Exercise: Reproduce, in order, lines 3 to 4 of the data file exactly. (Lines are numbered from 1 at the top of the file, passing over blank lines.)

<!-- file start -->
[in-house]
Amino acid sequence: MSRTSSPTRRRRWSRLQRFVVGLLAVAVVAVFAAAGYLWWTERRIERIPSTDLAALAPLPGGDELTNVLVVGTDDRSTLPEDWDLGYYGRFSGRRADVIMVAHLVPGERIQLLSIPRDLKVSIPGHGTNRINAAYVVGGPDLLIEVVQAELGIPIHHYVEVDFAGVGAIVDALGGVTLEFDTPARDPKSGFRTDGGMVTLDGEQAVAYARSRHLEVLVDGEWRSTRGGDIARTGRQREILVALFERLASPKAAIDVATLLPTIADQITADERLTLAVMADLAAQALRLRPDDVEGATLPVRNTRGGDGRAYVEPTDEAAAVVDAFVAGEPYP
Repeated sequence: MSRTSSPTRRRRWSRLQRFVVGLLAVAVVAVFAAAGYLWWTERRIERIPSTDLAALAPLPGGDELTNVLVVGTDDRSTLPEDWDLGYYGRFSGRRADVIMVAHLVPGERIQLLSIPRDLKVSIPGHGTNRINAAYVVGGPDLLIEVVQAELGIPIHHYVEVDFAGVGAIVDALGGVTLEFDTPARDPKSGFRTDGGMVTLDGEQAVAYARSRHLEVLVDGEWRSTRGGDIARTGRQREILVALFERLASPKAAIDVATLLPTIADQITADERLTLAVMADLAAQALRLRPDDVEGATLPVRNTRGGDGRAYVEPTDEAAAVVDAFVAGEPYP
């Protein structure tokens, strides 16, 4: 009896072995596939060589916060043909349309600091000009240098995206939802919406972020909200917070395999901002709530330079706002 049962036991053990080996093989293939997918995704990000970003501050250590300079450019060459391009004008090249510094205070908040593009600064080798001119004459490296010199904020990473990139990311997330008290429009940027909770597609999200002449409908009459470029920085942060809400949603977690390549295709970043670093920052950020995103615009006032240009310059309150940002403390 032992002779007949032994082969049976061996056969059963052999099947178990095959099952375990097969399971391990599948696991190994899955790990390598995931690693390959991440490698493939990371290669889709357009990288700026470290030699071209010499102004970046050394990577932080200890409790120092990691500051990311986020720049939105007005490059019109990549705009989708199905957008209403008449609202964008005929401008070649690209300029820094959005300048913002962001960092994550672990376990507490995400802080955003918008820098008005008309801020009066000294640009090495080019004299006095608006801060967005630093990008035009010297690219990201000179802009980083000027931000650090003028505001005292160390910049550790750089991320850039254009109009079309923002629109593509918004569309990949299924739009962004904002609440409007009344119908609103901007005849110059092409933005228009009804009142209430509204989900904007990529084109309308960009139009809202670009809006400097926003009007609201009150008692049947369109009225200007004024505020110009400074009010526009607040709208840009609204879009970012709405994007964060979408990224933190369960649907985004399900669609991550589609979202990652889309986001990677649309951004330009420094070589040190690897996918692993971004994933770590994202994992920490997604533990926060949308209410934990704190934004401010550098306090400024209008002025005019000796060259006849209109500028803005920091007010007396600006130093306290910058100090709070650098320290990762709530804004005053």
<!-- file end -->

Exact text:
Repeated sequence: MSRTSSPTRRRRWSRLQRFVVGLLAVAVVAVFAAAGYLWWTERRIERIPSTDLAALAPLPGGDELTNVLVVGTDDRSTLPEDWDLGYYGRFSGRRADVIMVAHLVPGERIQLLSIPRDLKVSIPGHGTNRINAAYVVGGPDLLIEVVQAELGIPIHHYVEVDFAGVGAIVDALGGVTLEFDTPARDPKSGFRTDGGMVTLDGEQAVAYARSRHLEVLVDGEWRSTRGGDIARTGRQREILVALFERLASPKAAIDVATLLPTIADQITADERLTLAVMADLAAQALRLRPDDVEGATLPVRNTRGGDGRAYVEPTDEAAAVVDAFVAGEPYP
């Protein structure tokens, strides 16, 4: 009896072995596939060589916060043909349309600091000009240098995206939802919406972020909200917070395999901002709530330079706002 049962036991053990080996093989293939997918995704990000970003501050250590300079450019060459391009004008090249510094205070908040593009600064080798001119004459490296010199904020990473990139990311997330008290429009940027909770597609999200002449409908009459470029920085942060809400949603977690390549295709970043670093920052950020995103615009006032240009310059309150940002403390 032992002779007949032994082969049976061996056969059963052999099947178990095959099952375990097969399971391990599948696991190994899955790990390598995931690693390959991440490698493939990371290669889709357009990288700026470290030699071209010499102004970046050394990577932080200890409790120092990691500051990311986020720049939105007005490059019109990549705009989708199905957008209403008449609202964008005929401008070649690209300029820094959005300048913002962001960092994550672990376990507490995400802080955003918008820098008005008309801020009066000294640009090495080019004299006095608006801060967005630093990008035009010297690219990201000179802009980083000027931000650090003028505001005292160390910049550790750089991320850039254009109009079309923002629109593509918004569309990949299924739009962004904002609440409007009344119908609103901007005849110059092409933005228009009804009142209430509204989900904007990529084109309308960009139009809202670009809006400097926003009007609201009150008692049947369109009225200007004024505020110009400074009010526009607040709208840009609204879009970012709405994007964060979408990224933190369960649907985004399900669609991550589609979202990652889309986001990677649309951004330009420094070589040190690897996918692993971004994933770590994202994992920490997604533990926060949308209410934990704190934004401010550098306090400024209008002025005019000796060259006849209109500028803005920091007010007396600006130093306290910058100090709070650098320290990762709530804004005053």